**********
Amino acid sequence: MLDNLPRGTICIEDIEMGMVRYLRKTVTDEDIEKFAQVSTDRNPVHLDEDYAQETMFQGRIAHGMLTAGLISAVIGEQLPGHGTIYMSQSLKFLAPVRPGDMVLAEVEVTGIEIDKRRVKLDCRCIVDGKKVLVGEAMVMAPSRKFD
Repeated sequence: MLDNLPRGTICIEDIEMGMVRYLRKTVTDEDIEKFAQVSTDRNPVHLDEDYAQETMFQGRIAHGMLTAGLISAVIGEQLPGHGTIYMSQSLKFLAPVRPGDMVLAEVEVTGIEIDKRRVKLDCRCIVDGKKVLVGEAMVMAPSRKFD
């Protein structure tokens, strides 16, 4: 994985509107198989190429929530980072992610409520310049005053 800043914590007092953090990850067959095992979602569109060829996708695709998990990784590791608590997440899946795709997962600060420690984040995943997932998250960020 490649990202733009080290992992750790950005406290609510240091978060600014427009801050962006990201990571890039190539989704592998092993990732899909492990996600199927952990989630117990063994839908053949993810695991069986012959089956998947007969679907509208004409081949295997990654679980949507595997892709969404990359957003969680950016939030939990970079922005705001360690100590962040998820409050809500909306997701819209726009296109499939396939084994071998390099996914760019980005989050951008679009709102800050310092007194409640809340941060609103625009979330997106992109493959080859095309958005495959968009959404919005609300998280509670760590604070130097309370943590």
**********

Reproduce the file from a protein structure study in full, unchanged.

Amino acid sequence: MLDNLPRGTICIEDIEMGMVRYLRKTVTDEDIEKFAQVSTDRNPVHLDEDYAQETMFQGRIAHGMLTAGLISAVIGEQLPGHGTIYMSQSLKFLAPVRPGDMVLAEVEVTGIEIDKRRVKLDCRCIVDGKKVLVGEAMVMAPSRKFD
Repeated sequence: MLDNLPRGTICIEDIEMGMVRYLRKTVTDEDIEKFAQVSTDRNPVHLDEDYAQETMFQGRIAHGMLTAGLISAVIGEQLPGHGTIYMSQSLKFLAPVRPGDMVLAEVEVTGIEIDKRRVKLDCRCIVDGKKVLVGEAMVMAPSRKFD
């Protein structure tokens, strides 16, 4: 994985509107198989190429929530980072992610409520310049005053 800043914590007092953090990850067959095992979602569109060829996708695709998990990784590791608590997440899946795709997962600060420690984040995943997932998250960020 490649990202733009080290992992750790950005406290609510240091978060600014427009801050962006990201990571890039190539989704592998092993990732899909492990996600199927952990989630117990063994839908053949993810695991069986012959089956998947007969679907509208004409081949295997990654679980949507595997892709969404990359957003969680950016939030939990970079922005705001360690100590962040998820409050809500909306997701819209726009296109499939396939084994071998390099996914760019980005989050951008679009709102800050310092007194409640809340941060609103625009979330997106992109493959080859095309958005495959968009959404919005609300998280509670760590604070130097309370943590």